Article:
Tea with Mussolini is a movie with a comedic touch, and it depicts the life of an Italian boy/young man named Luca who is deeply involved with the lives of some British and American women living in Florence, Italy from 1935 to 1945. The story includes the rise of fascists led by Mussolini, the lives of Britons and Americans in an internment camp after Britain and America declared war on Italy, Jews being hunted, and the partisan movement, but there are few gunshots or murders, and this curious movie never loses the elegant smell of tea and biscuits. Actually, the contents of this movie may be more true than one would think because Franco Zeffirelli, who wrote the story for and directed this movie, projected his own experience onto Luca. It is said that Zeffirelli participated in anti-war activity as an anti-fascism partisan during the time of the war.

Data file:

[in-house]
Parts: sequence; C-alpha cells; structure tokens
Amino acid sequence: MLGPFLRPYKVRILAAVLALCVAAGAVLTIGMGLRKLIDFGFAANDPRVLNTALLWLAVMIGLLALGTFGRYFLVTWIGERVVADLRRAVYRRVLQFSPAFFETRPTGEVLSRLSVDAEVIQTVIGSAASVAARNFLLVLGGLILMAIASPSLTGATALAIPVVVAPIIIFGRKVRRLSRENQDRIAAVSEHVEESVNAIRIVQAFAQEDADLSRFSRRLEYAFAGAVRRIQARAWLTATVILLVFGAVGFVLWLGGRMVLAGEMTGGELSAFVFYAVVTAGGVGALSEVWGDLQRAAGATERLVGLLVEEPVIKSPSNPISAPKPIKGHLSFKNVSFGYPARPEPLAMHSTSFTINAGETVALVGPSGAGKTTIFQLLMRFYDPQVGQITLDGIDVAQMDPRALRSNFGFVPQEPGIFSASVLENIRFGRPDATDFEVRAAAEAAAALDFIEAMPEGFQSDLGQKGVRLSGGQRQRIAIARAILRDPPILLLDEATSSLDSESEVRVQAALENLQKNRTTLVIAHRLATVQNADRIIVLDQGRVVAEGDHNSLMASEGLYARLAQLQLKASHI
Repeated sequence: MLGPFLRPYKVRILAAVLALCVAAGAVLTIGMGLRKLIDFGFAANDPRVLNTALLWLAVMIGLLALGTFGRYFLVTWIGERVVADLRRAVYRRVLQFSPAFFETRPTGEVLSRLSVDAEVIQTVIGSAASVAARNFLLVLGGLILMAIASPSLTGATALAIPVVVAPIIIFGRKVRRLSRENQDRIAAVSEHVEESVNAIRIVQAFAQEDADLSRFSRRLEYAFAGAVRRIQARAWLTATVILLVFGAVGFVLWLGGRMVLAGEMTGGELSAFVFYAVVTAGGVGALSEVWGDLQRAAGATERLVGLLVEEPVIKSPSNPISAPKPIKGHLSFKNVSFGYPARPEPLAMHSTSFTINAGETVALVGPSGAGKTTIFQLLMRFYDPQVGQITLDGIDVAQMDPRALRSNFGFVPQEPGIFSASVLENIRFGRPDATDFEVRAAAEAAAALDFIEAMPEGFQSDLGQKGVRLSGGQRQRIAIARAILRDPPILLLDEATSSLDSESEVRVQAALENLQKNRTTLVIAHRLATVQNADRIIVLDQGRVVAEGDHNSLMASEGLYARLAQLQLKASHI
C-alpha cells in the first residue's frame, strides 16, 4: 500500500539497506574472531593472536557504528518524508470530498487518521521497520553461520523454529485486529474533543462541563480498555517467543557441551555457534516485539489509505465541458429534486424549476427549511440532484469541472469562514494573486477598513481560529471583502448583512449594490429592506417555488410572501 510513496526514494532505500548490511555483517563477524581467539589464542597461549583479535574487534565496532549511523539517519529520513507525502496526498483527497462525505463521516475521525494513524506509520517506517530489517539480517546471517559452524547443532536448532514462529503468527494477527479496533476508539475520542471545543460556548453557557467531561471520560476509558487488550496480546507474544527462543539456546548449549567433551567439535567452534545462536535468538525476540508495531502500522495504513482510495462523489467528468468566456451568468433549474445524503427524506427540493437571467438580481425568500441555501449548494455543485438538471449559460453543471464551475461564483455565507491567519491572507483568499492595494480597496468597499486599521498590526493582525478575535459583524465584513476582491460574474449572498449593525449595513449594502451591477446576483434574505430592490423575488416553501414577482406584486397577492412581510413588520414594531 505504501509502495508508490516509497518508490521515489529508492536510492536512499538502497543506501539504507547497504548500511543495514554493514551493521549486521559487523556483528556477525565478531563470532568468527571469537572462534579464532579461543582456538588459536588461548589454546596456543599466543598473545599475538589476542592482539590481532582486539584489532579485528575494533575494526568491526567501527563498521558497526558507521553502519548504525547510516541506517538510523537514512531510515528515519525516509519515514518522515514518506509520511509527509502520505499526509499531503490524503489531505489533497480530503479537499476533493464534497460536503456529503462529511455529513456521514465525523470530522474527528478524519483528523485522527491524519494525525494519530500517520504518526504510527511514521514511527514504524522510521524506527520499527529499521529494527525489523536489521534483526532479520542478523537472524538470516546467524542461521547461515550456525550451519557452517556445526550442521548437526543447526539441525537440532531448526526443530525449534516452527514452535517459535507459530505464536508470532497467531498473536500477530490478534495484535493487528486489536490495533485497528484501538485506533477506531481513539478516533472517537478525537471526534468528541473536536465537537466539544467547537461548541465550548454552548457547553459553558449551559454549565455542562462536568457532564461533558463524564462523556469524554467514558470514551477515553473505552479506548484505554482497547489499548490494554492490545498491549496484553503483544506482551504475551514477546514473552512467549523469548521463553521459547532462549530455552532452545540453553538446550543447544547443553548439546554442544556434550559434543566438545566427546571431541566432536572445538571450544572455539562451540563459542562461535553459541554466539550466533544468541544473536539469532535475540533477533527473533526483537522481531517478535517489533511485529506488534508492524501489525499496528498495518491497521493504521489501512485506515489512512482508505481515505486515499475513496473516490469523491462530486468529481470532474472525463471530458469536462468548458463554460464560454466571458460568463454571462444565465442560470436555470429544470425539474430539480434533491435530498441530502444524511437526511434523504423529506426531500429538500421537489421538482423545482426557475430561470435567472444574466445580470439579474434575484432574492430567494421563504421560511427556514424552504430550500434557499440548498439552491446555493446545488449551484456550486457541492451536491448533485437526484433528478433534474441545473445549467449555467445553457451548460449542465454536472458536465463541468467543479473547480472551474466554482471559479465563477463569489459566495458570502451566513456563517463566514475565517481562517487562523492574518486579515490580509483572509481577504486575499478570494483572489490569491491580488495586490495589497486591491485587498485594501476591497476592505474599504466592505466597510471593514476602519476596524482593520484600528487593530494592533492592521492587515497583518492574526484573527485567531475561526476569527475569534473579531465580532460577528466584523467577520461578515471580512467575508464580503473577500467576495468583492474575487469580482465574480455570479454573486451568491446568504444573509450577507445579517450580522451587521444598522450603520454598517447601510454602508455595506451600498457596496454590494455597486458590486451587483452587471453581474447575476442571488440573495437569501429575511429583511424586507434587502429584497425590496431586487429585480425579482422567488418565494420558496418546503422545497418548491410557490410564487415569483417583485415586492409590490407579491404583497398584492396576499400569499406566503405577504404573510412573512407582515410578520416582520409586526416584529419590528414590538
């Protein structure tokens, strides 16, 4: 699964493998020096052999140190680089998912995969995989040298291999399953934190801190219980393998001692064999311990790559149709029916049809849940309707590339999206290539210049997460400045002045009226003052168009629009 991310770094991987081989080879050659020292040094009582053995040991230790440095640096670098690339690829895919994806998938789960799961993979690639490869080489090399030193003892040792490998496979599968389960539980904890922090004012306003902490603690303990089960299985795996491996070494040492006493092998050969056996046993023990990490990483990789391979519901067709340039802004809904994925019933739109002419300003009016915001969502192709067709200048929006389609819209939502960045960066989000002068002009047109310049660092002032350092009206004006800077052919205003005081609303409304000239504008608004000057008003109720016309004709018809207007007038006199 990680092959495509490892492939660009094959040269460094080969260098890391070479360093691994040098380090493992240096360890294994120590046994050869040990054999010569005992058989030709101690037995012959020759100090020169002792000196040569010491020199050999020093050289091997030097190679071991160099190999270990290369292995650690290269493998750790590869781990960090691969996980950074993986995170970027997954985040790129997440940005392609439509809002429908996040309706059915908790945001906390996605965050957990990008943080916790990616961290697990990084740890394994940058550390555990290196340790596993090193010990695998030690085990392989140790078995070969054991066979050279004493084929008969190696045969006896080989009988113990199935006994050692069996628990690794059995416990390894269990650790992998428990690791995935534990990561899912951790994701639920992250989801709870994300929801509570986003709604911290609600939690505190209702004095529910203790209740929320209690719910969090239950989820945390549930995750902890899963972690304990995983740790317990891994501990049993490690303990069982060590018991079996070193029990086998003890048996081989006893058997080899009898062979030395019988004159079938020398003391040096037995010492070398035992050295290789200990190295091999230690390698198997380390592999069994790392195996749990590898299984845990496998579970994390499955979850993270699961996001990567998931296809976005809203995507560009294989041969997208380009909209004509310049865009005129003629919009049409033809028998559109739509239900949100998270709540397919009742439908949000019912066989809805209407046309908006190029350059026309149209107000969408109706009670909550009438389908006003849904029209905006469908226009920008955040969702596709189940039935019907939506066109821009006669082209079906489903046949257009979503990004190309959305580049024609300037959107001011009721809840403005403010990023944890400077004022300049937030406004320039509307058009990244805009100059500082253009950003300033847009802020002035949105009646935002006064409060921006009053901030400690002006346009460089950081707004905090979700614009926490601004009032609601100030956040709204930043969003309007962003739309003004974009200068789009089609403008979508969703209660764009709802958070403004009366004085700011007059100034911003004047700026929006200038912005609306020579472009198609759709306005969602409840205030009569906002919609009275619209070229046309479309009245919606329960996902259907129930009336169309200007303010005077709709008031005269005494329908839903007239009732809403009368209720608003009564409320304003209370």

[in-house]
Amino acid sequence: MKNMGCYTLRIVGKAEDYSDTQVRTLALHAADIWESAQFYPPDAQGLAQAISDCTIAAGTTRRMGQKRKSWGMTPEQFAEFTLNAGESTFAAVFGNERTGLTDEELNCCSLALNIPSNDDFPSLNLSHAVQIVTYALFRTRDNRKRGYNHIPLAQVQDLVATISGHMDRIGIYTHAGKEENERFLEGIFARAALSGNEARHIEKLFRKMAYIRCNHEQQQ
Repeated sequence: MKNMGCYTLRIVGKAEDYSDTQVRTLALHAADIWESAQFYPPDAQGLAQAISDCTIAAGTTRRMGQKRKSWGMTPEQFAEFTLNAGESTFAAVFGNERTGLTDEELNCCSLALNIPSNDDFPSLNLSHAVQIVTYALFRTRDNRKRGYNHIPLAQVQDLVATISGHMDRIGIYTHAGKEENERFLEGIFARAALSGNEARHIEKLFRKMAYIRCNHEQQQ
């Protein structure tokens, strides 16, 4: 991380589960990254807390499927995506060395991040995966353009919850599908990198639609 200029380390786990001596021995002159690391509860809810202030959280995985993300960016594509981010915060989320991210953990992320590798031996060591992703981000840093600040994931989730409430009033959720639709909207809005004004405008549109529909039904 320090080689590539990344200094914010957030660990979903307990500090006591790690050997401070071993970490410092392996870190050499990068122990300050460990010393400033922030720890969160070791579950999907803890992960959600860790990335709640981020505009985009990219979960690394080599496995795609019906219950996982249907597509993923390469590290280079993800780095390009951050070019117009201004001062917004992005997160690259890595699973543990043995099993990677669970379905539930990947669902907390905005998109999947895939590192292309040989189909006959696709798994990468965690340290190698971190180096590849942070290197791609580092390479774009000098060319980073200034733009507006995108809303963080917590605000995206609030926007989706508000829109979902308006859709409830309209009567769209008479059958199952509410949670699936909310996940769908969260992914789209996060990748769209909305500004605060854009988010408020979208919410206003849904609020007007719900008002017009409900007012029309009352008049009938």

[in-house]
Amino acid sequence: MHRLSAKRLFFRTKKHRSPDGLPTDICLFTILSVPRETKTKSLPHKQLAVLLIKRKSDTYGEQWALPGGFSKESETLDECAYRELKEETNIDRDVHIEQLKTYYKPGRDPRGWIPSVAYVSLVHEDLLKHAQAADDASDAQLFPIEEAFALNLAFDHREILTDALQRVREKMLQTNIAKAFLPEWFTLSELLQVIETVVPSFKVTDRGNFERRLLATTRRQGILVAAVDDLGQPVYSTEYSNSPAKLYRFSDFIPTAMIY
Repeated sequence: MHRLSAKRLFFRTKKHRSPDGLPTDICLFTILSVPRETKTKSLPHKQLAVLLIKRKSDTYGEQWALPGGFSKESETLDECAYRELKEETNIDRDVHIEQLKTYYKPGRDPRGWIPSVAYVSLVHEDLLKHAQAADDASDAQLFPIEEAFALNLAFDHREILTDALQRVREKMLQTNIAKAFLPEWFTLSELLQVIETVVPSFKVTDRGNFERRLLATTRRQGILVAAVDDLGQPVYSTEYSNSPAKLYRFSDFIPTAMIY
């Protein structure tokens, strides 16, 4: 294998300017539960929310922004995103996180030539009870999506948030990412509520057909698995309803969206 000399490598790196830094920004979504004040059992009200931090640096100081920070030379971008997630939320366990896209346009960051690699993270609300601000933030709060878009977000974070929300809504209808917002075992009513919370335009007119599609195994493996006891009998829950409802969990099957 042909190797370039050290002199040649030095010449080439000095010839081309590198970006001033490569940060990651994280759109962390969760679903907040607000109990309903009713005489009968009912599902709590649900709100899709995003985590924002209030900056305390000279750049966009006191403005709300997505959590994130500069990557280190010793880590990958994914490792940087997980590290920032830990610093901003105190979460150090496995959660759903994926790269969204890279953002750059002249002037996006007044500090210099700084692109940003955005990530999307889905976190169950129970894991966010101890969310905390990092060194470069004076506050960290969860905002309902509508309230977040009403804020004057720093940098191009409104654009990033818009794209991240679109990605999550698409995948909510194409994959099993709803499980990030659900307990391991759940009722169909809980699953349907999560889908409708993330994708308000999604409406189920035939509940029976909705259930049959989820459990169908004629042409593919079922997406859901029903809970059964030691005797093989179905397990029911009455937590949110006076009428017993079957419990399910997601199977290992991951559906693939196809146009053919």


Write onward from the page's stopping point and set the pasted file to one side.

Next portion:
Right before World War II, in an area populated by foreigners in Florence, there is a group of British women led by Lady Hester, the widow of a diplomat who was stationed in Italy. Elsa, an American singer, is friends with the group, but the proud and old-fashioned Hester dislikes the American and nouveau-riche Elsa. Another group member Mary is a secretary for an Italian businessman; her boss wants to raise his illegitimate son Luca as a British gentleman, so he asks Mary to educate Luca. Meanwhile, since Elsa was friends with Luca’s late mother, she sets up a fund to help educate Luca. However, since Italy breaks off its ties with Great Britain and grows closer to Germany, the father changes his plan for Luca’s education, and has Luca sent to an Austrian school to learn German. Hester worries about the rise of fascism, and in order to protect Florence’s British community, she goes to meet her acquaintance Mussolini; she returns from afternoon tea with Mussolini, relieved by his words, “I’ll protect the British, no matter what happens.” However, after Italy declares war on Great Britain, the British women are sent to an internment camp.